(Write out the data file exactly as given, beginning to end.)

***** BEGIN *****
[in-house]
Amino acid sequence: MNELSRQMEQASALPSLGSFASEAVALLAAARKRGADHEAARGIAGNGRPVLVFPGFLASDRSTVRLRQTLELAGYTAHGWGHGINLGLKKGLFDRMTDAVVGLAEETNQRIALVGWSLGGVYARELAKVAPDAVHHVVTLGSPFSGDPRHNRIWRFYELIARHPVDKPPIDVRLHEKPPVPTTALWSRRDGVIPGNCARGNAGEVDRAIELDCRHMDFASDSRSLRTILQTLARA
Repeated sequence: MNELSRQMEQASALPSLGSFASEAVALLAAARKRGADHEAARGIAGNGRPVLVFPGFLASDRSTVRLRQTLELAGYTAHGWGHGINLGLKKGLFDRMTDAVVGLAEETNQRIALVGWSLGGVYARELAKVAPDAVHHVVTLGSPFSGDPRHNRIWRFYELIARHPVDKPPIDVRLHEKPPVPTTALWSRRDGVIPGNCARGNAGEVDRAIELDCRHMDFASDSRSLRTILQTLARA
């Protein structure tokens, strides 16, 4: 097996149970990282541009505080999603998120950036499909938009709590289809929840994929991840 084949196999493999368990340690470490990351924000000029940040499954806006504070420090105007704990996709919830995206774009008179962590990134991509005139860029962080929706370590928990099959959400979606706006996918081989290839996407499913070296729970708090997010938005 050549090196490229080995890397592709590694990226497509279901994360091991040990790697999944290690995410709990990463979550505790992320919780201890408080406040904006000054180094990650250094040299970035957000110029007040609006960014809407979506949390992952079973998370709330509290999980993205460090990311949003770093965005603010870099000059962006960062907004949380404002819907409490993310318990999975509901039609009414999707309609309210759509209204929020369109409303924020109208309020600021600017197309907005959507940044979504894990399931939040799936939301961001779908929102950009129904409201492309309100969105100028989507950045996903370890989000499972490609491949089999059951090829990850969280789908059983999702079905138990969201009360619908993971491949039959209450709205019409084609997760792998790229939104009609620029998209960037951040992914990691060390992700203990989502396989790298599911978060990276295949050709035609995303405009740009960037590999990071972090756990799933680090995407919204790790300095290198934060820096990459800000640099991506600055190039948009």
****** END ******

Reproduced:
[in-house]
Amino acid sequence: MNELSRQMEQASALPSLGSFASEAVALLAAARKRGADHEAARGIAGNGRPVLVFPGFLASDRSTVRLRQTLELAGYTAHGWGHGINLGLKKGLFDRMTDAVVGLAEETNQRIALVGWSLGGVYARELAKVAPDAVHHVVTLGSPFSGDPRHNRIWRFYELIARHPVDKPPIDVRLHEKPPVPTTALWSRRDGVIPGNCARGNAGEVDRAIELDCRHMDFASDSRSLRTILQTLARA
Repeated sequence: MNELSRQMEQASALPSLGSFASEAVALLAAARKRGADHEAARGIAGNGRPVLVFPGFLASDRSTVRLRQTLELAGYTAHGWGHGINLGLKKGLFDRMTDAVVGLAEETNQRIALVGWSLGGVYARELAKVAPDAVHHVVTLGSPFSGDPRHNRIWRFYELIARHPVDKPPIDVRLHEKPPVPTTALWSRRDGVIPGNCARGNAGEVDRAIELDCRHMDFASDSRSLRTILQTLARA
């Protein structure tokens, strides 16, 4: 097996149970990282541009505080999603998120950036499909938009709590289809929840994929991840 084949196999493999368990340690470490990351924000000029940040499954806006504070420090105007704990996709919830995206774009008179962590990134991509005139860029962080929706370590928990099959959400979606706006996918081989290839996407499913070296729970708090997010938005 050549090196490229080995890397592709590694990226497509279901994360091991040990790697999944290690995410709990990463979550505790992320919780201890408080406040904006000054180094990650250094040299970035957000110029007040609006960014809407979506949390992952079973998370709330509290999980993205460090990311949003770093965005603010870099000059962006960062907004949380404002819907409490993310318990999975509901039609009414999707309609309210759509209204929020369109409303924020109208309020600021600017197309907005959507940044979504894990399931939040799936939301961001779908929102950009129904409201492309309100969105100028989507950045996903370890989000499972490609491949089999059951090829990850969280789908059983999702079905138990969201009360619908993971491949039959209450709205019409084609997760792998790229939104009609620029998209960037951040992914990691060390992700203990989502396989790298599911978060990276295949050709035609995303405009740009960037590999990071972090756990799933680090995407919204790790300095290198934060820096990459800000640099991506600055190039948009």